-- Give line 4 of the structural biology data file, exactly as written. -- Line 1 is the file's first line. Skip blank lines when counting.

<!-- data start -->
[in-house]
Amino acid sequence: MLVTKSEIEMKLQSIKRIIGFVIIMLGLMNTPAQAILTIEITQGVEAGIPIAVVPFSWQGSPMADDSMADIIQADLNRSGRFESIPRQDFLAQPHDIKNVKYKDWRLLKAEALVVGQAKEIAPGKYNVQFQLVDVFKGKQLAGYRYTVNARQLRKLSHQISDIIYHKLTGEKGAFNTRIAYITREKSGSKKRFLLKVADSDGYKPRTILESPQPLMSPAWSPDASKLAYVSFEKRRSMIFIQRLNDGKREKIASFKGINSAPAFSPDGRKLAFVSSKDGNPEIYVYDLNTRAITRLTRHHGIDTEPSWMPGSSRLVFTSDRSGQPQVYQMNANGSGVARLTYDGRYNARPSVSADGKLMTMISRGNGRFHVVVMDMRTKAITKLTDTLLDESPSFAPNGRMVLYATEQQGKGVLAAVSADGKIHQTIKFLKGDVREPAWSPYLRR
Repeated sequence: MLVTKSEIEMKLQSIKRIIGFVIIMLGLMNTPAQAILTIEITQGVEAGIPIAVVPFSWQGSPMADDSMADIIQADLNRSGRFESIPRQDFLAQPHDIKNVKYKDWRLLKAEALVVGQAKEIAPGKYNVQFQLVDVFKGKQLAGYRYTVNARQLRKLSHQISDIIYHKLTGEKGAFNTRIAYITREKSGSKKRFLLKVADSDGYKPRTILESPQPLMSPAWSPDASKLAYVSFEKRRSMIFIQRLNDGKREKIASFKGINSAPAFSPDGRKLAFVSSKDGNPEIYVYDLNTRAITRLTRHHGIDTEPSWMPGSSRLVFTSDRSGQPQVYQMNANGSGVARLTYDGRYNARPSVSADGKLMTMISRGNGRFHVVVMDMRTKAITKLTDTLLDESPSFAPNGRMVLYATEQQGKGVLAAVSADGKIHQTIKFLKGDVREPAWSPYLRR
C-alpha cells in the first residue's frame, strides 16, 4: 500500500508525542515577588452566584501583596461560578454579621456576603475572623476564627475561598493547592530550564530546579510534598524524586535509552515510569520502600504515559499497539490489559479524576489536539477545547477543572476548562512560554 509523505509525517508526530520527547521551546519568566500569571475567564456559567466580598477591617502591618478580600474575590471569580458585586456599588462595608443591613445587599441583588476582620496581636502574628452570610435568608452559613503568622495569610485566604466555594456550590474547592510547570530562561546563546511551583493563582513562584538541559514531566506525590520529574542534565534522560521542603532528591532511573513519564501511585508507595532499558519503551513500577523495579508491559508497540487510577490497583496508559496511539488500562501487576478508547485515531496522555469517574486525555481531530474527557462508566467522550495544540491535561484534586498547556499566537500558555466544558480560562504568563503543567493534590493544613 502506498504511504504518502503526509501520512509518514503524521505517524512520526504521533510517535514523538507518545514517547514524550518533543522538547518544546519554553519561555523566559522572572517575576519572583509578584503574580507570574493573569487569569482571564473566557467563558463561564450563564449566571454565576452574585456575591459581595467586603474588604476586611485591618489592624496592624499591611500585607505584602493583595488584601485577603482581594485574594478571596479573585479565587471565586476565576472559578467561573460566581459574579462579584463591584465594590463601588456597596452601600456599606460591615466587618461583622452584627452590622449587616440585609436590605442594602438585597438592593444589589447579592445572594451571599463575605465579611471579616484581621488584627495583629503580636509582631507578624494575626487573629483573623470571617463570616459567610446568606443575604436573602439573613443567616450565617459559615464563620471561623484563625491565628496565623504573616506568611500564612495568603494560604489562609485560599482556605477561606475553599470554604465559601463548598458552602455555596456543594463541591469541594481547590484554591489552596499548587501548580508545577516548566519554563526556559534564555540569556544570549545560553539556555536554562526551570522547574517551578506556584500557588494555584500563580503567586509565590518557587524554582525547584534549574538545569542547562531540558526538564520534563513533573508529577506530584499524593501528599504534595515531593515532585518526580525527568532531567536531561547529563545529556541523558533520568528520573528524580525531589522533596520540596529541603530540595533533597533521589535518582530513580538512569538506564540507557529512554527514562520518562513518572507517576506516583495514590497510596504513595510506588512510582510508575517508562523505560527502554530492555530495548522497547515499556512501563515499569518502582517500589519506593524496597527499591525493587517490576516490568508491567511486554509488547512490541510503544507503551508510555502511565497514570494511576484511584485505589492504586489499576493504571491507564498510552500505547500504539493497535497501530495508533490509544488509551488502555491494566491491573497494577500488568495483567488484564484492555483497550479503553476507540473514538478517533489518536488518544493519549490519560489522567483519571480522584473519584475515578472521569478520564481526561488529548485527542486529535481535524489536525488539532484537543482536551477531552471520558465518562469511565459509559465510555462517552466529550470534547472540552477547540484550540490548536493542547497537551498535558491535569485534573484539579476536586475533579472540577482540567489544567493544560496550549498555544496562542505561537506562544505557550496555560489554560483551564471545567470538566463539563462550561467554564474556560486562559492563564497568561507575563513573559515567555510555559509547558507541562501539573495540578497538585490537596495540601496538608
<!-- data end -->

C-alpha cells in the first residue's frame, strides 16, 4: 500500500508525542515577588452566584501583596461560578454579621456576603475572623476564627475561598493547592530550564530546579510534598524524586535509552515510569520502600504515559499497539490489559479524576489536539477545547477543572476548562512560554 509523505509525517508526530520527547521551546519568566500569571475567564456559567466580598477591617502591618478580600474575590471569580458585586456599588462595608443591613445587599441583588476582620496581636502574628452570610435568608452559613503568622495569610485566604466555594456550590474547592510547570530562561546563546511551583493563582513562584538541559514531566506525590520529574542534565534522560521542603532528591532511573513519564501511585508507595532499558519503551513500577523495579508491559508497540487510577490497583496508559496511539488500562501487576478508547485515531496522555469517574486525555481531530474527557462508566467522550495544540491535561484534586498547556499566537500558555466544558480560562504568563503543567493534590493544613 502506498504511504504518502503526509501520512509518514503524521505517524512520526504521533510517535514523538507518545514517547514524550518533543522538547518544546519554553519561555523566559522572572517575576519572583509578584503574580507570574493573569487569569482571564473566557467563558463561564450563564449566571454565576452574585456575591459581595467586603474588604476586611485591618489592624496592624499591611500585607505584602493583595488584601485577603482581594485574594478571596479573585479565587471565586476565576472559578467561573460566581459574579462579584463591584465594590463601588456597596452601600456599606460591615466587618461583622452584627452590622449587616440585609436590605442594602438585597438592593444589589447579592445572594451571599463575605465579611471579616484581621488584627495583629503580636509582631507578624494575626487573629483573623470571617463570616459567610446568606443575604436573602439573613443567616450565617459559615464563620471561623484563625491565628496565623504573616506568611500564612495568603494560604489562609485560599482556605477561606475553599470554604465559601463548598458552602455555596456543594463541591469541594481547590484554591489552596499548587501548580508545577516548566519554563526556559534564555540569556544570549545560553539556555536554562526551570522547574517551578506556584500557588494555584500563580503567586509565590518557587524554582525547584534549574538545569542547562531540558526538564520534563513533573508529577506530584499524593501528599504534595515531593515532585518526580525527568532531567536531561547529563545529556541523558533520568528520573528524580525531589522533596520540596529541603530540595533533597533521589535518582530513580538512569538506564540507557529512554527514562520518562513518572507517576506516583495514590497510596504513595510506588512510582510508575517508562523505560527502554530492555530495548522497547515499556512501563515499569518502582517500589519506593524496597527499591525493587517490576516490568508491567511486554509488547512490541510503544507503551508510555502511565497514570494511576484511584485505589492504586489499576493504571491507564498510552500505547500504539493497535497501530495508533490509544488509551488502555491494566491491573497494577500488568495483567488484564484492555483497550479503553476507540473514538478517533489518536488518544493519549490519560489522567483519571480522584473519584475515578472521569478520564481526561488529548485527542486529535481535524489536525488539532484537543482536551477531552471520558465518562469511565459509559465510555462517552466529550470534547472540552477547540484550540490548536493542547497537551498535558491535569485534573484539579476536586475533579472540577482540567489544567493544560496550549498555544496562542505561537506562544505557550496555560489554560483551564471545567470538566463539563462550561467554564474556560486562559492563564497568561507575563513573559515567555510555559509547558507541562501539573495540578497538585490537596495540601496538608